Stray from the Path - Anonymous Believe it or not, Anonymous is the seventh full length album from new york metal heads Stray from the Path. How have you not heard them before? Who knows? Heat raising, anger provoking, violently brilliant. Just a few words to describe the release. This can be said especially of the opening track 'False Flag.' With lyrics like 'Red, white and blue won't look out for you' and 'are you listening' it's very Rage against the Machine reminiscent except louder, heavier and well, angrier. 'Radio' (featuring Jesse Barnet) is another sure to get your blood pumping and your feet jumping as If you were a seven year old at your first school disco dizzy on lemonade. The drums are fast, the guitar even fast and vocals to match. I especially like the feedback effect at the beginning. It's funny how something used traditionally to help you sleep can mean something so different in the metal world. Even the opening lyric 'Start moving your feet' eliminates any hope of a generic poppy love song blaring through your speakers. The guitar riff is especially good in this one, and compliments the tone of the song perfectly. Unusual for most title tracks, 'Anonymous' comes last on the album. Though taking into consideration the bands name maybe it's not so strange after all. Leading us back into revolutionary language and rhythms, the quality does not drop, with tight riffs and drums beats there's not much more you can expect to hear from an ending track. Overall it is a well created, brilliantly composed and excellently produced album. All I can say is I hope you see you all in the impending revolution. EG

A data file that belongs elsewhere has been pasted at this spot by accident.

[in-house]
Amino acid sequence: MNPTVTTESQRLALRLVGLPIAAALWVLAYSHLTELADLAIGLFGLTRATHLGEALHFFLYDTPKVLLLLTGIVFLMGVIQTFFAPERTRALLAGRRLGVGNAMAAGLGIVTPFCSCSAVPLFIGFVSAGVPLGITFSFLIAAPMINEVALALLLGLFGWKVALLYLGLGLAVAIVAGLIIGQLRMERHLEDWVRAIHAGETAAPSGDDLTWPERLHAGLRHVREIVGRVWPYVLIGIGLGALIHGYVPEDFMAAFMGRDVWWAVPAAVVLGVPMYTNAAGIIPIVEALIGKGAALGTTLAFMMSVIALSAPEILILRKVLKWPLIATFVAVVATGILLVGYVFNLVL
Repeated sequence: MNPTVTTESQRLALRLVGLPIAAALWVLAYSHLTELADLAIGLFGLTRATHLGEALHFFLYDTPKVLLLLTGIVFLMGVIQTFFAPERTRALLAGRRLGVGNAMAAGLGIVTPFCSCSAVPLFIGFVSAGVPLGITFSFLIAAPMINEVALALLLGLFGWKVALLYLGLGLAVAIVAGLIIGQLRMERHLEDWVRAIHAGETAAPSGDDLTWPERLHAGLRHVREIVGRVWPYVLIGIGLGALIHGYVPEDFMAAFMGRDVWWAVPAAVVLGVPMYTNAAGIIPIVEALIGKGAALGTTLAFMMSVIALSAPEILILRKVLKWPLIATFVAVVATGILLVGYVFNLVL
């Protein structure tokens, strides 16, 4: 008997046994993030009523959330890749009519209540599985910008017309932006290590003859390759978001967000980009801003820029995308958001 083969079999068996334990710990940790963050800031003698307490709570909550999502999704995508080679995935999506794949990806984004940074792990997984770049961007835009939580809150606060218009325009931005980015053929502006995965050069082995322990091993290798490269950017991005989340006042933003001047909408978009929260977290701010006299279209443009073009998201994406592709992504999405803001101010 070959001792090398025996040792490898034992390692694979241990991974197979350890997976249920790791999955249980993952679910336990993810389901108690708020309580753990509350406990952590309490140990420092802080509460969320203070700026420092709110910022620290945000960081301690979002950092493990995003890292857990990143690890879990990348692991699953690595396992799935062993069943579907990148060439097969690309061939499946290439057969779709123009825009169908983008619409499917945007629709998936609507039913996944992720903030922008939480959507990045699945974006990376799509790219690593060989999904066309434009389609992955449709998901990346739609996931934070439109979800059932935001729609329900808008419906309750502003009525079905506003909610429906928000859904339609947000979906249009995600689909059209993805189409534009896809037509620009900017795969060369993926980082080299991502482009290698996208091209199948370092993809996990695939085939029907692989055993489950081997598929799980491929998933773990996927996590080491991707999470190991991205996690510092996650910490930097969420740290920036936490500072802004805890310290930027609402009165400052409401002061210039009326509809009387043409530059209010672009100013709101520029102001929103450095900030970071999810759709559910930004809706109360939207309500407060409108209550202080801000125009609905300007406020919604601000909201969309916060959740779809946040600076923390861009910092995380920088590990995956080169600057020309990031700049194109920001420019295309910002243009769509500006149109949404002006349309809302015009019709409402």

Mayday Parade - Monsters in the Closet Mayday Parade are possibly the busiest and most hard-working band in their industry at the moment. The band never seems to cease touring or releasing material, and the time has come around for their fourth studio album, 'Monsters in the Closet' The record kicks off in style, with Derek Saunders' recognisable vocals getting things started in 'Ghosts.' 'Girls' is your typical love and heartbreak fuelled track, and is the kind of song which will be left stuck in your head for the remainder of the day after listening to it. The lyrics may not be the most complex, but they don't need to be. Simplicity at its best. '12 Through 15' is your classic pop-punk slow number, however it acts as somewhat of an anti-climax, and could be considered one of the weaker tracks. Everyone loves a gang sing-a-long, and 'The Torment of Existence Weighed Against the Horror of Nonbeing' provides exactly that. The track comes across slightly festive, whether that is intended or not we are not sure, but non-the-less it's a solid number.